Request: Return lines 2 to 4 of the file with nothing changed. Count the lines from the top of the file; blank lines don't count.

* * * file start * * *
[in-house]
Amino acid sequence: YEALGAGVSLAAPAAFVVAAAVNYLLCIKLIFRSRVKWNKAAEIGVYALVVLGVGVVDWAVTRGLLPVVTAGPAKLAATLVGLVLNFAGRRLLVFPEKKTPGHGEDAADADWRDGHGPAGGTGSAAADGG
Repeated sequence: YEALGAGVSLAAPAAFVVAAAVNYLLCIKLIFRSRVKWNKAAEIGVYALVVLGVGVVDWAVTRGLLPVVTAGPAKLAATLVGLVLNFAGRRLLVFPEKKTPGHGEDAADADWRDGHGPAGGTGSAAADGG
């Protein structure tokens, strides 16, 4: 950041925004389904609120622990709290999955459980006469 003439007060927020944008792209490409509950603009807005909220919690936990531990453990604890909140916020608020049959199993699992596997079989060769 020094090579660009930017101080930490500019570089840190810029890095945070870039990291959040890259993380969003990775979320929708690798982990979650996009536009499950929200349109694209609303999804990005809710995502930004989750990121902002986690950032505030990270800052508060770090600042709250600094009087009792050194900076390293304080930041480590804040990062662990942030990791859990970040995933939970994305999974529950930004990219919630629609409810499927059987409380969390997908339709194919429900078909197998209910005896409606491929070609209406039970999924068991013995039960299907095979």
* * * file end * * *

Amino acid sequence: YEALGAGVSLAAPAAFVVAAAVNYLLCIKLIFRSRVKWNKAAEIGVYALVVLGVGVVDWAVTRGLLPVVTAGPAKLAATLVGLVLNFAGRRLLVFPEKKTPGHGEDAADADWRDGHGPAGGTGSAAADGG
Repeated sequence: YEALGAGVSLAAPAAFVVAAAVNYLLCIKLIFRSRVKWNKAAEIGVYALVVLGVGVVDWAVTRGLLPVVTAGPAKLAATLVGLVLNFAGRRLLVFPEKKTPGHGEDAADADWRDGHGPAGGTGSAAADGG
């Protein structure tokens, strides 16, 4: 950041925004389904609120622990709290999955459980006469 003439007060927020944008792209490409509950603009807005909220919690936990531990453990604890909140916020608020049959199993699992596997079989060769 020094090579660009930017101080930490500019570089840190810029890095945070870039990291959040890259993380969003990775979320929708690798982990979650996009536009499950929200349109694209609303999804990005809710995502930004989750990121902002986690950032505030990270800052508060770090600042709250600094009087009792050194900076390293304080930041480590804040990062662990942030990791859990970040995933939970994305999974529950930004990219919630629609409810499927059987409380969390997908339709194919429900078909197998209910005896409606491929070609209406039970999924068991013995039960299907095979």